The U.S. Federal Trade Commission is investigating whether gasoline price profiteering has occurred and if oil companies have constrained refinery capacity to manipulate fuel prices, an agency official said Wednesday.
“A determination that unlawful conduct has occurred will result in aggressive law enforcement activity by the FTC,” John Seesel, an FTC associate general counsel, told a Senate Commerce Committee hearing.
The FTC is responding to language in recently passed energy legislation that requires the agency to probe whether gasoline prices have been manipulated by attempts to reduce refining capacity, Seesel said.
U.S. oil companies have adamantly denied that they have acted to constrain gasoline or crude oil supplies.
The FTC is keeping an eye on gasoline prices, even though they have fallen from their record $3.07 per gallon national average price seen when Hurricane Katrina hit the Gulf Coast, Seesel said.
“The commission is very conscious of the swift and severe price spikes that occurred immediately before and after Katrina made landfall,” Seesel said.
Four major oil refineries remain shut and a large chunk of oil production in the Gulf of Mexico is still offline due to damage from Hurricane Katrina which slammed into Louisiana and Mississippi three weeks ago.
And now with the approach of Hurricane Rita, which has strengthened into a Category 4 storm, oil and gas companies have evacuated thousands of their workers from oil rigs and production platforms in the Gulf. Some refineries are starting to shut down, and Houston’s mayor called for an evacuation of low-lying, flood-prone areas of his city.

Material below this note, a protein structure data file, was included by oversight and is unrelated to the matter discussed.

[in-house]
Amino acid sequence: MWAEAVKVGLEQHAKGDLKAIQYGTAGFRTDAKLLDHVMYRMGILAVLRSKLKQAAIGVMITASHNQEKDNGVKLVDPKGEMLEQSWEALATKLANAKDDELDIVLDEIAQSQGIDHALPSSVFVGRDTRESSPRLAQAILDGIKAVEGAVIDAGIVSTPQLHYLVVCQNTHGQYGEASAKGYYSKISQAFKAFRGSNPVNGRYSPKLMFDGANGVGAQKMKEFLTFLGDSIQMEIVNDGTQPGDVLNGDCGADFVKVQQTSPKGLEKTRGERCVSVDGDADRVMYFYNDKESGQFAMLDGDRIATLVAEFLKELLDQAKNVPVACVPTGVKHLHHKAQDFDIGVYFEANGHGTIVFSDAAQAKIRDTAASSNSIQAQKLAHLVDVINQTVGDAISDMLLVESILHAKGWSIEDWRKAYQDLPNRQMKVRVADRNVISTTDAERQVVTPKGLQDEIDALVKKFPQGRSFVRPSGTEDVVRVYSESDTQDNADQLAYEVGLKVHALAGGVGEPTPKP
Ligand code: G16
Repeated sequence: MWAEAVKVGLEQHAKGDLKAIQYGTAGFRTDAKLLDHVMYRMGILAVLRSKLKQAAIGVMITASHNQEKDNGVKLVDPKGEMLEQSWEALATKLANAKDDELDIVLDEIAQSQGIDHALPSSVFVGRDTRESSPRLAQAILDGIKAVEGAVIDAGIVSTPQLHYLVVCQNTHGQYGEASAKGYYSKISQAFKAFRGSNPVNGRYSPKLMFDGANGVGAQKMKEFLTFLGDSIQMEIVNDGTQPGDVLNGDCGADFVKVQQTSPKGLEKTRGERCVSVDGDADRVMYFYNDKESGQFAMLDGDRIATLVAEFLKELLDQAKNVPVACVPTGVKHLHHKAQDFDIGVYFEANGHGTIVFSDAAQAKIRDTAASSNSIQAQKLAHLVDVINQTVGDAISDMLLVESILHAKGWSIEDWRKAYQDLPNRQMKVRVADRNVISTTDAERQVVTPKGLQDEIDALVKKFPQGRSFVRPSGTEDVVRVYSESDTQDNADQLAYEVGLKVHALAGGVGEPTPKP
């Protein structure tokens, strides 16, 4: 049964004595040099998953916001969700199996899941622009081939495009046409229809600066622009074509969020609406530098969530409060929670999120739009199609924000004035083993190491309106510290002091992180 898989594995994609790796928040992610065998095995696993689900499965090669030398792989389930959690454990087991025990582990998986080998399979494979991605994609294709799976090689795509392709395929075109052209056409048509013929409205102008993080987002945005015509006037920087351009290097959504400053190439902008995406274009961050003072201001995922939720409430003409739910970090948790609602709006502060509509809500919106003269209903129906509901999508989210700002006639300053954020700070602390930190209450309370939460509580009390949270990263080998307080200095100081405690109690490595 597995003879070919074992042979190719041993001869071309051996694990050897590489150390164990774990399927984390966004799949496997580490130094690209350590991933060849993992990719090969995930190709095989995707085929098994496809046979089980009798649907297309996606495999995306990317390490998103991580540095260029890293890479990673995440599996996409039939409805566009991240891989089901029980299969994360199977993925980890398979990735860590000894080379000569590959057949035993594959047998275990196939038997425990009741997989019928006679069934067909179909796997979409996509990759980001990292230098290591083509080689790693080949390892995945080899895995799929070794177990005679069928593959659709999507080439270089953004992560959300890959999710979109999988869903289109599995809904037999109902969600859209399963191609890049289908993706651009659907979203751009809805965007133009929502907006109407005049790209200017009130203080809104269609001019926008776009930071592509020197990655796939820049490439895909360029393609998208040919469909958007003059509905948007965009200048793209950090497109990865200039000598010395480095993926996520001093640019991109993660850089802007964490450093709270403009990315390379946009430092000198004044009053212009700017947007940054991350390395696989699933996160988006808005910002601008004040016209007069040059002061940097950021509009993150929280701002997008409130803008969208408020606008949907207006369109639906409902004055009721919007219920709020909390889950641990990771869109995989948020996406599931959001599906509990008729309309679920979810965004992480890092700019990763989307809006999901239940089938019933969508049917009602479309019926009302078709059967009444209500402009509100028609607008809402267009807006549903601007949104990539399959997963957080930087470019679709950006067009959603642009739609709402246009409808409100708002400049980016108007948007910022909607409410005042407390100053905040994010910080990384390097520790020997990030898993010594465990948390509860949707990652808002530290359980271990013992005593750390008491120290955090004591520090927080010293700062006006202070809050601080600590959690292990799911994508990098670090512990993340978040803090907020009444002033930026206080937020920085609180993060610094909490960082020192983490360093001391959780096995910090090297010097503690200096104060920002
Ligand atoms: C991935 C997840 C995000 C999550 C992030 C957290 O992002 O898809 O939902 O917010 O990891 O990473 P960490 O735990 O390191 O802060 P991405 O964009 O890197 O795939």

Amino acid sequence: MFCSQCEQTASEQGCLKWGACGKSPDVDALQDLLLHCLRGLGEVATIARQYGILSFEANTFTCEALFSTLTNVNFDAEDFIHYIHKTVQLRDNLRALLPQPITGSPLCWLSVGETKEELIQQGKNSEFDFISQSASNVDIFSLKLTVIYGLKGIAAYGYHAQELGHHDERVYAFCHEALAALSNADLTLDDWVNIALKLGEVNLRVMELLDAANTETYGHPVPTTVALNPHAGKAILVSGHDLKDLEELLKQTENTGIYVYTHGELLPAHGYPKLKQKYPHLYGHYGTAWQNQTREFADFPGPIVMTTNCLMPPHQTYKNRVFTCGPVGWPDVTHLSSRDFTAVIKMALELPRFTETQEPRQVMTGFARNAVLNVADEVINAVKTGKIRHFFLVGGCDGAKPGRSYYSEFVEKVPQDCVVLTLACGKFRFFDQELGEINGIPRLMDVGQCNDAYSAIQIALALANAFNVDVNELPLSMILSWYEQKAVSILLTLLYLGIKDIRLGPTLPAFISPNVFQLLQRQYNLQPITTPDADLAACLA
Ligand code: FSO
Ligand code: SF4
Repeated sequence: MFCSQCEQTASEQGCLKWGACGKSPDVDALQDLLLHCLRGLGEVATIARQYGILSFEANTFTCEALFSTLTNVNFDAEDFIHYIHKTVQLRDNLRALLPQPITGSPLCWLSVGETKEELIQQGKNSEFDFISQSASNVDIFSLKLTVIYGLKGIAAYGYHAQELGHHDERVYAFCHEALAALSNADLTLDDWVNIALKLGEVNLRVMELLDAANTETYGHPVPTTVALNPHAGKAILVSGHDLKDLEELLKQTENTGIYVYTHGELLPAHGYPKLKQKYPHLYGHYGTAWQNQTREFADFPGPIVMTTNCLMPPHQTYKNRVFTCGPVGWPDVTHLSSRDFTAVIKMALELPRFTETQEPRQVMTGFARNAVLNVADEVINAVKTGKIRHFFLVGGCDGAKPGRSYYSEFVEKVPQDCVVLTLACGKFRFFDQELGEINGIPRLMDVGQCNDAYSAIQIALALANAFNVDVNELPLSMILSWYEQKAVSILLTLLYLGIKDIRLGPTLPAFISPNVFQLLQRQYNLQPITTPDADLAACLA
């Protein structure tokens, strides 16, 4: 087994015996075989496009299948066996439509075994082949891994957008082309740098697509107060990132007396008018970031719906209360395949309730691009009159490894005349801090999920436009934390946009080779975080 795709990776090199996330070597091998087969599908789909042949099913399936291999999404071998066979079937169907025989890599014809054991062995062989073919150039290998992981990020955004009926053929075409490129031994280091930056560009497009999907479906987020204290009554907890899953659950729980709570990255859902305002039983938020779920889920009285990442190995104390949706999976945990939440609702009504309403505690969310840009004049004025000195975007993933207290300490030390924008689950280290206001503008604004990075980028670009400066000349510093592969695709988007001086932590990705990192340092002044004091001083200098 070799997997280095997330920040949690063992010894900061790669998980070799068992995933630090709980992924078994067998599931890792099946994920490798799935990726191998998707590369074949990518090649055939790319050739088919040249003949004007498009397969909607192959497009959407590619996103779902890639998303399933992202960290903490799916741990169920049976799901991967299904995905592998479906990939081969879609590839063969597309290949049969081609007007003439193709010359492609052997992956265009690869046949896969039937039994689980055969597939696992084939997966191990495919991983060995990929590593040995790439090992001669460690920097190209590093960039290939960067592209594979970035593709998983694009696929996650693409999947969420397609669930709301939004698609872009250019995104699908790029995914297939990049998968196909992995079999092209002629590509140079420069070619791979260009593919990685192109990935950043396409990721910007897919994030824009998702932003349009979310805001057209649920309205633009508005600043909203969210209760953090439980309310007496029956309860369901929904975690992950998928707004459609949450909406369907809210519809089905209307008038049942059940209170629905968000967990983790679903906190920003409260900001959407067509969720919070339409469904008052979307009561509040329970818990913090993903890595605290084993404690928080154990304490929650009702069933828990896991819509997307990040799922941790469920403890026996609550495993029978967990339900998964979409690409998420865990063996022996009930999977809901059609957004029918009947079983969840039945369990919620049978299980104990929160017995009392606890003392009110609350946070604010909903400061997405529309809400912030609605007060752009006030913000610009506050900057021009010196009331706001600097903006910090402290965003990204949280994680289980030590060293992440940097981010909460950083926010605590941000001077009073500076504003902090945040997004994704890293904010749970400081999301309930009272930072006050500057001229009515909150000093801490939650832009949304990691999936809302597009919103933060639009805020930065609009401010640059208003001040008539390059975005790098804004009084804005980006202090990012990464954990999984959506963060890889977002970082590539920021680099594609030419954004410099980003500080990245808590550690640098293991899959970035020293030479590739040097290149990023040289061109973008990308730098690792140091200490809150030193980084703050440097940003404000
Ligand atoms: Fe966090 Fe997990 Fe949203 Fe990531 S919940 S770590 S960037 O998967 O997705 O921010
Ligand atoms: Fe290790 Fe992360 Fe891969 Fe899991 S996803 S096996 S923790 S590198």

Separately, the Government Accountability Office said recent retail gasoline prices have risen faster than crude oil prices.
This goes against the historical trend when major crude oil price swings are generally mirrored by gasoline prices, said Jim Wells, GAO director of natural resources and environment.
Governors urge probe
On Tuesday, eight Democratic governors asked President Bush and congressional leaders to investigate possible gasoline price gouging in the aftermath of Hurricane Katrina.
In a letter, the governors urged an investigation into “excessive profits being made by oil companies who are taking advantage of this national crisis.”
The letter was signed by the governors of Oregon, Wisconsin, Michigan, Illinois, New Mexico, Iowa, Montana and Washington. It also urged Congress to refund any excessive profits to consumers.
The letter cited a study by University of Wisconsin economist Don Nichols that found the hurricane was not entirely to blame for high gas prices.
Historically, Nichols said, the markup between the price of a gallon of crude and a gallon of gasoline is about 85 to 90 cents a gallon, including refining, distribution and taxes.
The study estimated that for pump prices to reach $3 a gallon, the price of crude oil would have to be about $95 a barrel, but crude prices have been holding around $65 a barrel, and Katrina has not caused a surge in crude oil prices.
“The disconnect between gasoline and crude oil prices is quite remarkable,” Nichols said.
Ed Murphy of the Washington-based American Petroleum Institute said refining capacity was tight before Katrina and the storm reduced it further by knocking out some refineries.
“That put upward pressure on petroleum prices,” he said. “It’s a no-brainer.”